We really thought about the different ball manufacturers that help it to have a specific degree of swing or spin.
Yes, you heard it right. The ball used matters a lot in different conditions. A cricket ball is made up of cork covered by leather regulated by the laws of ICC. The cork is used for durability and bounce. The cork is covered with layers of string which are tightly wound.
Usually, four pieces of leather are used in making the ball. The seam of the ball is formed at the equator having about six parallel stitches. The balls used in international contests weigh about 0.16 kg or 160 g.
Mainly there are 3 manufacturers of cricket balls in the world: Kookaburra, Duke, and SG. While Kookaburra is used in most of the test playing nations, Duke is used in England and West Indies whereas India uses SG. Let’s get into the detail of each of them.
1) Duke Balls:
The origin of Dukes cricket ball was in the year 1760 when the production began in Tonbridge. From then on they have been the leading cricket ball manufacturers in England.
They are completely handmade and the quality is excellent. From test matches to T20s held in England, these balls are used. They are provided with a layer of lacquer making it look darker than the other two. The bowlers obtain a lot of movement with the ball, especially in England conditions and the wear is less when compared to Kookaburra.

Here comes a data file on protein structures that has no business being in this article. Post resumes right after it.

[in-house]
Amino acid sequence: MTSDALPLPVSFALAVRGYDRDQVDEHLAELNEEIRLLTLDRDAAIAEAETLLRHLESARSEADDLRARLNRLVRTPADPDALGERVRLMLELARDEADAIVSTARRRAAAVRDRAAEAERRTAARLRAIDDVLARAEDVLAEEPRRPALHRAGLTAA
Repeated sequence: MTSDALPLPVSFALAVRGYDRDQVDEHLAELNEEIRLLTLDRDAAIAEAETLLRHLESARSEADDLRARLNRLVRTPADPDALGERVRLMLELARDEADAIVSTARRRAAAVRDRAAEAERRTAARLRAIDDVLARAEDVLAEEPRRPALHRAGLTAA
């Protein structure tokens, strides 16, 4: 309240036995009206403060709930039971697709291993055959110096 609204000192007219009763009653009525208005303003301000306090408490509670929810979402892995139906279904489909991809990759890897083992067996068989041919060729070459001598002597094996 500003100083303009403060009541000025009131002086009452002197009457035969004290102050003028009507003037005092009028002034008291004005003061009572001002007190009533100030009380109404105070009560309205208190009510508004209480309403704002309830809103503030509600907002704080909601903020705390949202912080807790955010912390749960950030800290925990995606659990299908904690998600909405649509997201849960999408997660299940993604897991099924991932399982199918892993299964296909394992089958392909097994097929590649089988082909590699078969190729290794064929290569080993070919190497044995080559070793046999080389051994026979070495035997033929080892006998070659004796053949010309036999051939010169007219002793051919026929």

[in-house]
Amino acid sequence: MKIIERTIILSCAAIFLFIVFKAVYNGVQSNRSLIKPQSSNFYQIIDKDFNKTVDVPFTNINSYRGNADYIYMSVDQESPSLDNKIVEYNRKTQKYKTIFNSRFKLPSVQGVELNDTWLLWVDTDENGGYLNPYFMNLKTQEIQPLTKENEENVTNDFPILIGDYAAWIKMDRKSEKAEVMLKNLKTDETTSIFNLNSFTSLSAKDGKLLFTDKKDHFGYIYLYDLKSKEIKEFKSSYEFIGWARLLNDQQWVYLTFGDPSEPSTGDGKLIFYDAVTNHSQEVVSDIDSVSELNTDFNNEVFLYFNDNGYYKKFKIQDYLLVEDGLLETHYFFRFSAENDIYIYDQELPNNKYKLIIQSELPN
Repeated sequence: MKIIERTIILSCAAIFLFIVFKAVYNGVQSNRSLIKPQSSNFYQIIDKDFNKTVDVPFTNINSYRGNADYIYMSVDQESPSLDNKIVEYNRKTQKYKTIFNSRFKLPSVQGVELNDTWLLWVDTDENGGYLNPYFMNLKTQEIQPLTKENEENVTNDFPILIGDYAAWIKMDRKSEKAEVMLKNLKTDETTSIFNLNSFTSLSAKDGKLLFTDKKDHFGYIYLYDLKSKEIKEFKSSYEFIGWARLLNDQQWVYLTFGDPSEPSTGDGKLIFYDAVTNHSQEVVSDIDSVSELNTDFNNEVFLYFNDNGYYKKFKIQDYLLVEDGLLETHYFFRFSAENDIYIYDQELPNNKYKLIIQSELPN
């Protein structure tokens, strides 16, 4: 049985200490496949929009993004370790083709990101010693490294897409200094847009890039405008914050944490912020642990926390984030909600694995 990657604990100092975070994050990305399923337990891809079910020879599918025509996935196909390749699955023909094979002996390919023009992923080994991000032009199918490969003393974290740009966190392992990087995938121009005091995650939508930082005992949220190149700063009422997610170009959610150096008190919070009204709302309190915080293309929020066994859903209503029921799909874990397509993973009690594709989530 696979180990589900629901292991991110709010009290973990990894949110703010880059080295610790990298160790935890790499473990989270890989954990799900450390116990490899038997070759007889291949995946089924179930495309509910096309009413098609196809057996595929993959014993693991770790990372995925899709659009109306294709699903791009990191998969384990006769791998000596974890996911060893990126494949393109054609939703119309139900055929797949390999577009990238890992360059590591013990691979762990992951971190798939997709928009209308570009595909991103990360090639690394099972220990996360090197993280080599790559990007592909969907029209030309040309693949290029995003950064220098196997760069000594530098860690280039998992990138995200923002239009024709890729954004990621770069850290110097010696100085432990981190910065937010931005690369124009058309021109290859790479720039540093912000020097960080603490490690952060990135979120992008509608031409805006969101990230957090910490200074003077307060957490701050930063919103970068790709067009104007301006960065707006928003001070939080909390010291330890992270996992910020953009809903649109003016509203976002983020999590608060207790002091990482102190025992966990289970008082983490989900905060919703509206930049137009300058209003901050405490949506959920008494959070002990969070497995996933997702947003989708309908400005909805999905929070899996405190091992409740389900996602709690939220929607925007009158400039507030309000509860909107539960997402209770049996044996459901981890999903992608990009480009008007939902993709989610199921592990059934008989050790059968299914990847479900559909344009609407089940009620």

1) Kookaburra Balls:
Kookaburra was established in 1890. It was named after it’s founder AG Thompson’s pet Kookaburra ‘Jacky’. They manufacture balls for test cricket, ODI’s and T20s. Besides that, they also manufacture balls for hockey. They are undoubtedly the World No.1 cricket ball manufacturer.
The Red Kookaburra weighs about 156 g with a 4-piece construction. They are mostly machine made. These balls offer less seam but help the ball to swing for a maximum of 30 overs. They offer little help to the spinners. As the ball gets older, it becomes easy for the batsman to bat.
3) SG Balls (Sanspareils Greenlands):
Sanspareils Co. was established in 1931 by brothers Kedarnath and Dwarkanath Anand in Sialkot(now in Pakistan). The company used to manufacture sports goods initially. After independence,they moved back to India and rebuilt the company in UP (Meerut).
Even now the balls are handmade and have an upright seam which remains in good condition even after one day of play. They lose their shine very quickly because of the dry wickets in India. They are best suited for spinners because of a wider seam.
So Kookaburra balls are fragile and lose it’s swing very quickly because of a narrower seam, whereas Duke doesn’t lose it’s shine easily and proves to be effective even when the ball gets old. Once the Duke ball is old, it is used to get reverse swing just like SG balls. SG balls are designed for rough conditions with a wider seam and a better grip for the spinners. The Pacers have their share when the ball starts to reverse.